Urs Fischer - 20th Century & Contemporary Art Evening Sale London Wednesday, June 26, 2019 | Phillips

Create your first list.

Select an existing list or create a new list to share and manage lots you follow.

  • Provenance

    Galerie Eva Presenhuber, Zurich
    Ingvild Goetz Collection, Munich
    Acquired from the above by the present owner

  • Exhibited

    New York, Klemens Gasser & Tanja Grunert Inc., Enduring Love, 23 February - 24 March 2001
    Swiss Institute, New York, Lowland Lullaby: Ugo Rondinone with John Giorno and Urs Fischer, 26 March - 11 May 2002
    Los Angeles, The Museum of Contemporary Art, Urs Fischer, 21 April - 19 August 2013, pp. 577 and 608 (illustrated, p. 577)
    The Hague, Museum Beelden aan Zee, Skeleton The armature of the body in contemporary sculpture, 30 October 2015 - 7 February 2016

  • Literature

    Urs Fischer: Shovel in a Hole, exh. cat., New Museum, New York, 2009, pp. 46, 111 and 462 (illustrated, p. 111)

  • Catalogue Essay

    Unifying Urs Fischer’s varied artistic output is the measurement of time as a medium. Often introduced through the incorporation of materials that have an expiration date, time for Fischer is expressed in the perishing remnants of food or the slow melting of wax. In the present work, it is manifested in the skeleton and seemingly burned hand, evoking imagery that has been used since the 17th century as motifs warning against the decadence found in vanitas and memento mori. Fischer’s knowledge of the historic use of wax in creating death masks and the plaster-casting technique developed by 19th Italian archaeologist Giuseppe Fiorelli, who used plaster of Paris to fill the cavities left by bodies at Pompeii, is evident in Undigested Sunset, 2001-2002. The incorporation of wax and casting maintains these historic links to the representation and preservation of death. Yet, updated under Fischer’s hand, they lose their moralising tenor. In the present work, only the right hand is cast in pre-skeletal form, harking to the truncated and fragmented forms Fischer explored in works such as The Grass Munchers, 2007. These fragmented forms have a clear sculptural lineage to Bruce Nauman’s and Alina Szapocznikow’s sculptures of the fractured body. Crafted from cast aluminium, wax, wood, and other varied media, Undigested Sunset highlights Fischer's ingrained artistic philosophy to traditional sculptural techniques, generating excitingly unconventional sculpture and thinking.

    The chair and skeleton as signs are recurring visual devices within Fischer’s oeuvre, united in both the current example and in Skinny Sunrise, 2000, where a skeleton kneels face down onto a dirtied park bench. Commenting on his macabre subject matter, Fischer notes: ‘Basically, skeletons are pretty likeable figures for me. They are simple, like prototypes; they are an easily workable form of figuration, and for me, they have a pleasurable, curious liveliness… To understand things nowadays as vanitas or memento mori motifs is too simple, and all other celebrations of death are even more vain than any homage to life. That said, homages to life can be the most morbid things. For me the skeleton is actually a light, even playful basic human figure. My skeletons are pretty funny guys’ (Urs Fischer, quoted in Urs Fischer: Skinny Sunrise, exh. cat., Kunsthalle, Vienna, 2012, p. 15). Here, Fischer references the art historical notion that the chair is a surreal substitute for the human form, but also a symbolic portrayal of the artist. When left empty, the absence invites the interaction of the onlooker or takes on the role of the artist himself, as in Van Gogh’s famous Chair. In the present work, the sofa, scattered with rubbish and dirt from real life, forces the viewer to interact with the work on an immediate level.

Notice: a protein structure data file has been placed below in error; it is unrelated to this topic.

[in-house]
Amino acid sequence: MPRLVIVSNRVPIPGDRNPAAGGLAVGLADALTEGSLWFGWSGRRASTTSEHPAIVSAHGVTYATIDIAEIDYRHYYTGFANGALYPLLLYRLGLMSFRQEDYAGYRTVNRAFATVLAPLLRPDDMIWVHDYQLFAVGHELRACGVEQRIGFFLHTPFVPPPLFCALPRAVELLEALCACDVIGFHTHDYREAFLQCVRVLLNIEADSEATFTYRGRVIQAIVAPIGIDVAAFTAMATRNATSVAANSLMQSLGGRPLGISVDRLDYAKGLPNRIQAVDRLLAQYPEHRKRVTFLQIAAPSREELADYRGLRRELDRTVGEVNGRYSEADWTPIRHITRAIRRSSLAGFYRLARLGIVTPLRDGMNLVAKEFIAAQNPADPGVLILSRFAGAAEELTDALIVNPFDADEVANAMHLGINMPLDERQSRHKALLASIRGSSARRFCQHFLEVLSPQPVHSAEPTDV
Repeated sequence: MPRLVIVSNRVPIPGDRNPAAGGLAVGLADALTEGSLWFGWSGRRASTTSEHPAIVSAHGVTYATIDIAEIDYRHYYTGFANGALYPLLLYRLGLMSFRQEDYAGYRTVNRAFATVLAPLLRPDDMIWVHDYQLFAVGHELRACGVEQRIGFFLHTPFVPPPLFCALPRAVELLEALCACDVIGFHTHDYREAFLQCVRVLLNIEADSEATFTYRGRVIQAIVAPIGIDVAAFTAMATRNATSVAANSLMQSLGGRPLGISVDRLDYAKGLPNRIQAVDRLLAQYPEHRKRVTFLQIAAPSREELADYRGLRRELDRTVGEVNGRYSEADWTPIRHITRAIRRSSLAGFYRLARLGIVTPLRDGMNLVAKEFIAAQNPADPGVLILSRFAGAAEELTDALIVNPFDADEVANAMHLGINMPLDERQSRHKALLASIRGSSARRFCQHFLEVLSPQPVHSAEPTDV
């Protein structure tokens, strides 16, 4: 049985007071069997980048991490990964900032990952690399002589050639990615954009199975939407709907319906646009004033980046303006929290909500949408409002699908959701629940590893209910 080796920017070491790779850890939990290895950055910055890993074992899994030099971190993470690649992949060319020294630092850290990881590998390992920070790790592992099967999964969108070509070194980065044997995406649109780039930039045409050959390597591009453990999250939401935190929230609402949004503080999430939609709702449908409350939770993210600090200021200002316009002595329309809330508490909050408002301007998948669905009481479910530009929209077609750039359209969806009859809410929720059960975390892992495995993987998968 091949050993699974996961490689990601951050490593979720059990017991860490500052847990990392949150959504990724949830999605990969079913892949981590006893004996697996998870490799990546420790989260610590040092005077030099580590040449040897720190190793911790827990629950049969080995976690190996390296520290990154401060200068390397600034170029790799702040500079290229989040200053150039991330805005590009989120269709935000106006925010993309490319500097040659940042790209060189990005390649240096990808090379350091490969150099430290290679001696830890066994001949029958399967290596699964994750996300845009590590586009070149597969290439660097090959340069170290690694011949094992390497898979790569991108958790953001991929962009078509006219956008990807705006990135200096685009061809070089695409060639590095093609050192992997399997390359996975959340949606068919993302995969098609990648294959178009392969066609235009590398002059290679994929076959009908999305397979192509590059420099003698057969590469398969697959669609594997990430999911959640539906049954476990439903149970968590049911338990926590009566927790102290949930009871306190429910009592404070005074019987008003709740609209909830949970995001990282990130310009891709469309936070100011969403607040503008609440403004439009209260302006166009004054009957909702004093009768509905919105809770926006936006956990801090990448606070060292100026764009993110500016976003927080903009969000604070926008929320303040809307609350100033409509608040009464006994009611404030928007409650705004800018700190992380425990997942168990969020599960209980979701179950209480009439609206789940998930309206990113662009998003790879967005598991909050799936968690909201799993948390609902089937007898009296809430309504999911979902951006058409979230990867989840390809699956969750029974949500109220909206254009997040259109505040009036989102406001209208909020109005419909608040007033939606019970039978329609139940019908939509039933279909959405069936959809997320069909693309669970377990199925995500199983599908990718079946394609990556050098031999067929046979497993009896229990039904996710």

Amalgamating wit, cultural references and dark humour, Fischer explores the confines of the art space whilst touching on universal truths. Splayed on a white covered sofa, surrounded by debris, the skeleton in Undigested Sunset reclines suggestively amongst everyday dirt and rubbish. ‘Maybe it’s an obvious choice, but those are the things I relate to. What if I did a Fabergé egg? Would that be better? Even if I have nothing to do with it? I just use the stuff that’s around me. And those objects, those domestic objects as you call them, are made in human scale, so they can also be related to humans. They’re made by humans for humans. They speak about us’ (Urs Fischer, quoted in Massimiliano Gioni, ‘This is my Grandmother she Makes Really Genius Cakes’, Urs Fischer and Alex Zachery, eds., Urs Fischer: Shovel in a Hole, New York, 2009, p. 63).

    Undigested Sunset is appealing both in its dark oddity and whimsical energy, highlighting Fischer’s sustained contemplation of time, death and art history whilst incorporating the artist’s characteristic witty, playful and sardonic humour.

Property of an Important Private Collector, Europe


Undigested Sunset

cast aluminium, wax, wood, acrylic paint, pigments, fabric, silicone, wood glue and screws
77.5 x 183 x 72.5 cm (30 1/2 x 72 x 28 1/2 in.)
Executed in 2001-2.

£250,000 - 350,000 

Sold for £250,000

Contact Specialist

Rosanna Widén

Director, Senior Specialist
Head of Evening Sale, 20th Century & Contemporary Art

44 20 7318 4060

20th Century & Contemporary Art Evening Sale

London Auction 27 June 2019